As I mentioned earlier, DigitalOcean is focused on developers as it enables them to develop faster and more efficient applications. It offers plenty of options for scalability and customization through its Droplets services, aka its virtual private servers. Each Droplet that you create will make a new server that you can then use on its own or as a part of a larger cloud infrastructure.

The Droplets can be customized by changing their RAM, CPU, and disk power and storage, depending on how many resources you need for the development of your project. The managed Kubernetes also have the option to enable automatic scalability.

DigitalOcean offers managed database services for MongoDB, MySQL, PostgreSQL, and Redis™ (this last one was not supported by Linode).

Is DigitalOcean or Linode Easier to Use?

Both Linode and DigitalOcean have worked on improving their usability over the years. Nonetheless, both platforms continue to make their cloud products easier for beginners to use. For example, Linode now offers one-click install for the following popular cloud applications. Linode makes it possible to do one-click installs for popular cloud apps like WordPress, Lamp, Drupal, GitLab, Minecraft, MERN.

However, it’s important to bear in mind that both of them are also primarily developer-oriented hosting services. This means that usually, a certain level of technical knowledge will come in handy when operating most of their services.

Both cloud hosts offer unmanaged hosting plans with downtime mitigation, block storage, high availability features of the likes of load balancers, as well as other powerful features that can sustain more complex, enterprise grade infrastructures, as well as individual developers’ projects and app development.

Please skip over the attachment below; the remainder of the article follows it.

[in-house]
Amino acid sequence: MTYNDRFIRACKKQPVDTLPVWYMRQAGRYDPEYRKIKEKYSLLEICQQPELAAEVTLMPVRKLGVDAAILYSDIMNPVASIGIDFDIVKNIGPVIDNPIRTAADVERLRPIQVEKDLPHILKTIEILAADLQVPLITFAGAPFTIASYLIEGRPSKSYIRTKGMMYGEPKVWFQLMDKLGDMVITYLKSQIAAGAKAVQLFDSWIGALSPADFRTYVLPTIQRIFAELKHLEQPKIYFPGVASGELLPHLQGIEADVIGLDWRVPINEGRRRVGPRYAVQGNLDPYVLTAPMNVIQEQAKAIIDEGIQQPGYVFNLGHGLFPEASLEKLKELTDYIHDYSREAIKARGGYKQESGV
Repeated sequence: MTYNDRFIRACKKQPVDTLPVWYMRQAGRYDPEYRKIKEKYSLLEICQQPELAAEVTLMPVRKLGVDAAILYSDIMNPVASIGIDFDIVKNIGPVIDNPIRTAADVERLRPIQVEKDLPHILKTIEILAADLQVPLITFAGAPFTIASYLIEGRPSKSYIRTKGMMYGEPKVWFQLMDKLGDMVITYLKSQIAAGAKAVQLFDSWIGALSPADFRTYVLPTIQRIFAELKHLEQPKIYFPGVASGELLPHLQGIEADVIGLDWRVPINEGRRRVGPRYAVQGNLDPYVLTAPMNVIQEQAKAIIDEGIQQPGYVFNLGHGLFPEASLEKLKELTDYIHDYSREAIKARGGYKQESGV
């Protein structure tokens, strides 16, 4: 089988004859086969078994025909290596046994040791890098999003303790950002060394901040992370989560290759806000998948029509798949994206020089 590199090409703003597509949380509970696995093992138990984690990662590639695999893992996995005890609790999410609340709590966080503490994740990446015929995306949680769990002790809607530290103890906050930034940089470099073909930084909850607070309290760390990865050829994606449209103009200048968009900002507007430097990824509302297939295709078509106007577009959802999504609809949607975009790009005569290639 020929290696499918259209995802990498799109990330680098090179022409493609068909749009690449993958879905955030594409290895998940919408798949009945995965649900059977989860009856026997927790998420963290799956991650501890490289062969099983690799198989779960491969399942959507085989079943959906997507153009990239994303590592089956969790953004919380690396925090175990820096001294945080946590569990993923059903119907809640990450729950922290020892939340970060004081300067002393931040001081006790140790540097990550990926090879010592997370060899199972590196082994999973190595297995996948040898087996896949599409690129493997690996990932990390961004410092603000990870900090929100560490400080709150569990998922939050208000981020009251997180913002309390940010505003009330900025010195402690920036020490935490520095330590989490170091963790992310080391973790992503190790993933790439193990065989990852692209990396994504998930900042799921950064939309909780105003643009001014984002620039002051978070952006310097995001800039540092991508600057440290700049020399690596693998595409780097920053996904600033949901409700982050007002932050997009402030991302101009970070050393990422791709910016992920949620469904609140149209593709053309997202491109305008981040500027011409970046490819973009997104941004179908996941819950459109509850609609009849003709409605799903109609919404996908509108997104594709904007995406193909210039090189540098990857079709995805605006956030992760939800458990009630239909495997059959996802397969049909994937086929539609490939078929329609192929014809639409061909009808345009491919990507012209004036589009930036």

People and teams who have more tech knowledge usually find these platforms easier to use than other, bulkier and more complex cloud platforms like Azure and AWS. Linode, in particular, has a great support network – they offer 24/7 availability through phone, support tickets, IRC channel, and they also have a community Q&A database, alongside a comprehensive and detailed “Getting Started Guide”.

DigitalOcean has less options than Linode when it comes to support; they mostly offer support for developers with their community tutorials, knowledge bases and guides.

Which One Scales Better – Linode or DigitalOcean?

When it comes to application scaling with the help of more cloud servers or more powerful ones, both Linode and DigitalOcean do a great job.

If you use Linode, all you need to do in order to scale is to select the RAM size you want and click the “Resize this Linode Now!” button, after which Linode will migrate your servers following this new configuration.

DigitalOcean is a fan of horizontal scaling, and that’s what they recommend. According to them, vertical scaling causes more problems and is likely to use a ‘low ceiling’ tactic reducing valuable performance gains. What this means is that several cheaper servers can outperform a more expensive one, provided the conditions are right.

Be that as it may, both platforms make sure that they have powerful servers at bay whenever the opportunity strikes for you to upgrade.


Linode and DigitalOcean are competitors which offer great services each in their own similar way. Granted, Linode also tries to expand its market to larger and potentially even more hostile waters, the ones frequented by Amazon (AWS) and other big fish. But they’re still doing a great job within their niche by offering easy usability, great tech support, lots of server options, and a love for Linux users.

DigitalOcean also doesn’t fall short when it comes to its developer’s niche with their Droplets and managed Kubernetes.

In any event, you can try both of them for one month and see which fits best. After all, the basic offers are pretty cheap, and you’ll gain plenty of insight into their services and interface.

And last but not least, I just wanted to say that both Linode and DigitalOcean are available through WP Bolt with which you get managed WordPress VPS hosting, if you want to harness the power of these platforms without needing to manage the servers yourself.